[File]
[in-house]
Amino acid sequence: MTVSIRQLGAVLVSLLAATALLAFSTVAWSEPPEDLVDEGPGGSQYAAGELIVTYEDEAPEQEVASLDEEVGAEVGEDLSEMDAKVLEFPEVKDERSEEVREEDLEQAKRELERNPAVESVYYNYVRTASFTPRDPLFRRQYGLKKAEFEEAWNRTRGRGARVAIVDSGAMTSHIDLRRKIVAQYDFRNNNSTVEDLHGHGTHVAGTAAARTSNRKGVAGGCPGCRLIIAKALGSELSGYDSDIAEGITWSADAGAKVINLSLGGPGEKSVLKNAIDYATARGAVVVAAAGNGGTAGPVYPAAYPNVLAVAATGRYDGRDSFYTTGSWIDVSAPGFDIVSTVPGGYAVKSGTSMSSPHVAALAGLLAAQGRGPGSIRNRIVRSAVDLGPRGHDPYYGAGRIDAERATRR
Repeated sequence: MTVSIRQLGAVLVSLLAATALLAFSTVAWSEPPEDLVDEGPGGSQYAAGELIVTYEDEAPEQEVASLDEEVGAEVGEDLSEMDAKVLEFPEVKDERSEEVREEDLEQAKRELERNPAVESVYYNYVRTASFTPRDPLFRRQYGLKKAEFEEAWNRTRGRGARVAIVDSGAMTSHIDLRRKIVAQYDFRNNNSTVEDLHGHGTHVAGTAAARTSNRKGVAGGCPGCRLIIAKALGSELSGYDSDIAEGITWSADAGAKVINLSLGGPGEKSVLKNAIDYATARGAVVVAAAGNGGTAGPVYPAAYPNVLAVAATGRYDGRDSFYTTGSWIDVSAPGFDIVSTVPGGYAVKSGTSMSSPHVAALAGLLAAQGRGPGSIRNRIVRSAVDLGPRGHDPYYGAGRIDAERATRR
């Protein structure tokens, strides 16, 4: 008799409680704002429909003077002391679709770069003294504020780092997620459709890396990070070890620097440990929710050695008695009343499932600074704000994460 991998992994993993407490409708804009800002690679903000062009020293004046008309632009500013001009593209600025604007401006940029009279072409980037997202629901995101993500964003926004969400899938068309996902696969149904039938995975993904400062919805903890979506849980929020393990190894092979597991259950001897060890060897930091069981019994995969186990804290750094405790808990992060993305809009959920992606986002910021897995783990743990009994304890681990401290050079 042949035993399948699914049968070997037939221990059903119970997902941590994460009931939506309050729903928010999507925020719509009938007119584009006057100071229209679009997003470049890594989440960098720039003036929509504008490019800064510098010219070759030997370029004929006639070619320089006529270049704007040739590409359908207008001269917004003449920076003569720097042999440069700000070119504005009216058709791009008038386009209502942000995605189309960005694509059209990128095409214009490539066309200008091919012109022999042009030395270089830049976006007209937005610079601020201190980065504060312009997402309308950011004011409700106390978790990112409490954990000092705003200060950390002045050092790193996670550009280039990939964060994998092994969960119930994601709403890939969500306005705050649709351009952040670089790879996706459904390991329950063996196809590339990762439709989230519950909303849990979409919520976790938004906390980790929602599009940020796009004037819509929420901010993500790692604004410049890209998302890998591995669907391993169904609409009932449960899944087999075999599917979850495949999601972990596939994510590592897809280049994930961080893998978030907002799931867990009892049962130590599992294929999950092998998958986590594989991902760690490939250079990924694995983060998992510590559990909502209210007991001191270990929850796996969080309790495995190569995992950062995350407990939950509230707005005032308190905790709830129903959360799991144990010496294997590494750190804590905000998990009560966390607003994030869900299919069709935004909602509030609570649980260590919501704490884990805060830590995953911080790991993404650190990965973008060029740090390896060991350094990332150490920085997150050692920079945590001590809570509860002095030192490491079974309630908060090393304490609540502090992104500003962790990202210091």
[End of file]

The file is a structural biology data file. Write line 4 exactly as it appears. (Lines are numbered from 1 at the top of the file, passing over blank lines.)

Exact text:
């Protein structure tokens, strides 16, 4: 008799409680704002429909003077002391679709770069003294504020780092997620459709890396990070070890620097440990929710050695008695009343499932600074704000994460 991998992994993993407490409708804009800002690679903000062009020293004046008309632009500013001009593209600025604007401006940029009279072409980037997202629901995101993500964003926004969400899938068309996902696969149904039938995975993904400062919805903890979506849980929020393990190894092979597991259950001897060890060897930091069981019994995969186990804290750094405790808990992060993305809009959920992606986002910021897995783990743990009994304890681990401290050079 042949035993399948699914049968070997037939221990059903119970997902941590994460009931939506309050729903928010999507925020719509009938007119584009006057100071229209679009997003470049890594989440960098720039003036929509504008490019800064510098010219070759030997370029004929006639070619320089006529270049704007040739590409359908207008001269917004003449920076003569720097042999440069700000070119504005009216058709791009008038386009209502942000995605189309960005694509059209990128095409214009490539066309200008091919012109022999042009030395270089830049976006007209937005610079601020201190980065504060312009997402309308950011004011409700106390978790990112409490954990000092705003200060950390002045050092790193996670550009280039990939964060994998092994969960119930994601709403890939969500306005705050649709351009952040670089790879996706459904390991329950063996196809590339990762439709989230519950909303849990979409919520976790938004906390980790929602599009940020796009004037819509929420901010993500790692604004410049890209998302890998591995669907391993169904609409009932449960899944087999075999599917979850495949999601972990596939994510590592897809280049994930961080893998978030907002799931867990009892049962130590599992294929999950092998998958986590594989991902760690490939250079990924694995983060998992510590559990909502209210007991001191270990929850796996969080309790495995190569995992950062995350407990939950509230707005005032308190905790709830129903959360799991144990010496294997590494750190804590905000998990009560966390607003994030869900299919069709935004909602509030609570649980260590919501704490884990805060830590995953911080790991993404650190990965973008060029740090390896060991350094990332150490920085997150050692920079945590001590809570509860002095030192490491079974309630908060090393304490609540502090992104500003962790990202210091």